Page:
The Court went on to find the New Jersey Guideline wanting on both counts.  There was no indication that presenting the entire text of a decision would in any way lessen consumer deception, and the requirement was incredibly burdensome in that it effectively prevented ANY form of advertising including such judicial plaudits.

It’s a classic screw-up on New Jersey’s part.  Using these statements in ads does lead to consumer deception.  What the state should have done is consider the first amendment issues and craft a narrower regulation. 1 Instead, the New Jersey regulators just went with the ham-handed approach to attorney speech regulation and called it a day.  It’s an approach, that despite a growing number of Circuit Court setbacks, remains distressingly common – despite the fact that consumers, attorneys and the bars alike all lose in the process.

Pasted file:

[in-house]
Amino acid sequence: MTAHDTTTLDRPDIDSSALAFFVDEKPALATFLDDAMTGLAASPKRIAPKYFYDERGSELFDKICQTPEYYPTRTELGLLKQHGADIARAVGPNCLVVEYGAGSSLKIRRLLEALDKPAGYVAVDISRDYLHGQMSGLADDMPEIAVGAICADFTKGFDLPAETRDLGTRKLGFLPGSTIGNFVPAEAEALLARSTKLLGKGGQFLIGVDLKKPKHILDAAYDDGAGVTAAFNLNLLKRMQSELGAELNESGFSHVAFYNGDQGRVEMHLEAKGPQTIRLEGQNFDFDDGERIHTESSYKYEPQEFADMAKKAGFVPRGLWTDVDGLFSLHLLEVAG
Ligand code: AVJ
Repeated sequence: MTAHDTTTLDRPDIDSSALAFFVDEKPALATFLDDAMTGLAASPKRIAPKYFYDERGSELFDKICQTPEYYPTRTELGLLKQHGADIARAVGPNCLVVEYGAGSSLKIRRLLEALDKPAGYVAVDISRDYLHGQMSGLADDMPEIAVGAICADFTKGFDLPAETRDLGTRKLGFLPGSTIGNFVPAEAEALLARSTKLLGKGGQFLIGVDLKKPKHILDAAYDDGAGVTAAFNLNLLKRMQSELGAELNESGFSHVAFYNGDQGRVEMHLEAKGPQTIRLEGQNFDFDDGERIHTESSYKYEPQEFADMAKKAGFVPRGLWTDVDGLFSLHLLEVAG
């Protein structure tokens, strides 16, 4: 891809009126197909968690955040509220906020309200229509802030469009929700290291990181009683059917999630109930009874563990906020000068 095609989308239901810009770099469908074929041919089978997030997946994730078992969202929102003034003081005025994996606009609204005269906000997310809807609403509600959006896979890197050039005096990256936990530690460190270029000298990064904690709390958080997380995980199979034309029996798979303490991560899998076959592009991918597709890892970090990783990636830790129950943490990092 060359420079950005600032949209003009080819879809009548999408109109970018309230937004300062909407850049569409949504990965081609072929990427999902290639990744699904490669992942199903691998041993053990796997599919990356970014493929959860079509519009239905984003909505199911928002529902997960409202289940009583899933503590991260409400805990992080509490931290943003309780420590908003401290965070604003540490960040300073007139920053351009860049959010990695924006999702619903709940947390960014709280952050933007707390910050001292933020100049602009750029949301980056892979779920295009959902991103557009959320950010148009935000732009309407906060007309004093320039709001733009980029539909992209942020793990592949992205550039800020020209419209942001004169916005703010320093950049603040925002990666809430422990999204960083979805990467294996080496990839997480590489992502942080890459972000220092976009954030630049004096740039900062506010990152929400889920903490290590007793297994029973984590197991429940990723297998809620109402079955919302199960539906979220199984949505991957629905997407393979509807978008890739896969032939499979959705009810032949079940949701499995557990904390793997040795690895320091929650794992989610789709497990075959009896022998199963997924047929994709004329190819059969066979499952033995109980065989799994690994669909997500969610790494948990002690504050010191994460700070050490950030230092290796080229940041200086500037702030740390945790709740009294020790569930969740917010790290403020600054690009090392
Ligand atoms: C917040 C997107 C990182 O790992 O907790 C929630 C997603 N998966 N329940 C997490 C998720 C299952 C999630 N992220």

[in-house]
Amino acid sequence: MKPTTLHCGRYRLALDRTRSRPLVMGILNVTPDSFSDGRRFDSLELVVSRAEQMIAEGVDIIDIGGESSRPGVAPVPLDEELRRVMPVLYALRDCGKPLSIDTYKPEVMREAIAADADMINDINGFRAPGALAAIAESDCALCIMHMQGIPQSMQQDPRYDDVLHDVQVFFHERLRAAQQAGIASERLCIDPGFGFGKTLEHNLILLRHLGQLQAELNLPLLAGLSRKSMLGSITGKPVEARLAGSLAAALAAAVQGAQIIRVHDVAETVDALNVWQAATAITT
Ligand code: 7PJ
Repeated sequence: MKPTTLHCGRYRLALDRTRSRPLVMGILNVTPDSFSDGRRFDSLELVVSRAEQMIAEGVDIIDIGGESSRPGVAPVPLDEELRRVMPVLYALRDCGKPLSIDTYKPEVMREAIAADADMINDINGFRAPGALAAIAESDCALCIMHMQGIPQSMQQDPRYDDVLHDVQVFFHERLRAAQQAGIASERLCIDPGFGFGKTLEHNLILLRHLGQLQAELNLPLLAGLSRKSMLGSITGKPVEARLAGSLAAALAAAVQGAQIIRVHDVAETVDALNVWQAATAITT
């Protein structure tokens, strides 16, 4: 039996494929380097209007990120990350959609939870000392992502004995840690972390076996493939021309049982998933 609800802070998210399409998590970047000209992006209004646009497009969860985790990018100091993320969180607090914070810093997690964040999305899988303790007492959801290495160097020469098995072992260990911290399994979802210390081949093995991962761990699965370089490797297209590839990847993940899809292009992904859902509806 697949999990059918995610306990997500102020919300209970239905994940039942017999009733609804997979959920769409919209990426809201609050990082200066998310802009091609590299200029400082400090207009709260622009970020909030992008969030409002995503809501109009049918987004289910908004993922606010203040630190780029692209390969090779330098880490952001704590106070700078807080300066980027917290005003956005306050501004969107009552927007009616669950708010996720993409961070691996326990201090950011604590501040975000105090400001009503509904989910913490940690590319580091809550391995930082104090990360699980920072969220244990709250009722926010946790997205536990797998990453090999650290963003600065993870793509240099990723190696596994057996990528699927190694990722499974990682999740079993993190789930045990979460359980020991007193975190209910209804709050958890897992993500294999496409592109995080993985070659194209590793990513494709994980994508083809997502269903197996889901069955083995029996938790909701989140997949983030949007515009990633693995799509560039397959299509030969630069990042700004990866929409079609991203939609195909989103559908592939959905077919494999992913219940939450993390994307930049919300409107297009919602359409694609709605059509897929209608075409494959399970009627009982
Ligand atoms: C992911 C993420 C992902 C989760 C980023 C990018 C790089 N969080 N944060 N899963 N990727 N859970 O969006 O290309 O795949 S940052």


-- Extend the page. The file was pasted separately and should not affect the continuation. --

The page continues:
Notes:

  1. The 3rd Circuit decision even offers a helpful suggestion of a disclaimer that would survive constitutional scrutiny:  “This is an excerpt of a judicial opinion from a specific legal dispute. It is not an endorsement of my abilities.”

DC Circuit is COOL with Compelled Speech

Earlier this year, I noted two DC Circuit decisions on compelled speech – disclaimer requirements around country of origin labeling (“COOL”) for meat and “conflict free” diamonds. In each case, the court struck down the labeling requirements, applying the “intermediate scrutiny” standard for commercial speech regulation.

In a notable decision this week the DC Circuit, sitting en banc, reversed the COOL case. And in so doing, it explicitly overruled language in the “conflict diamond” decision applying the intermediate scrutiny standard.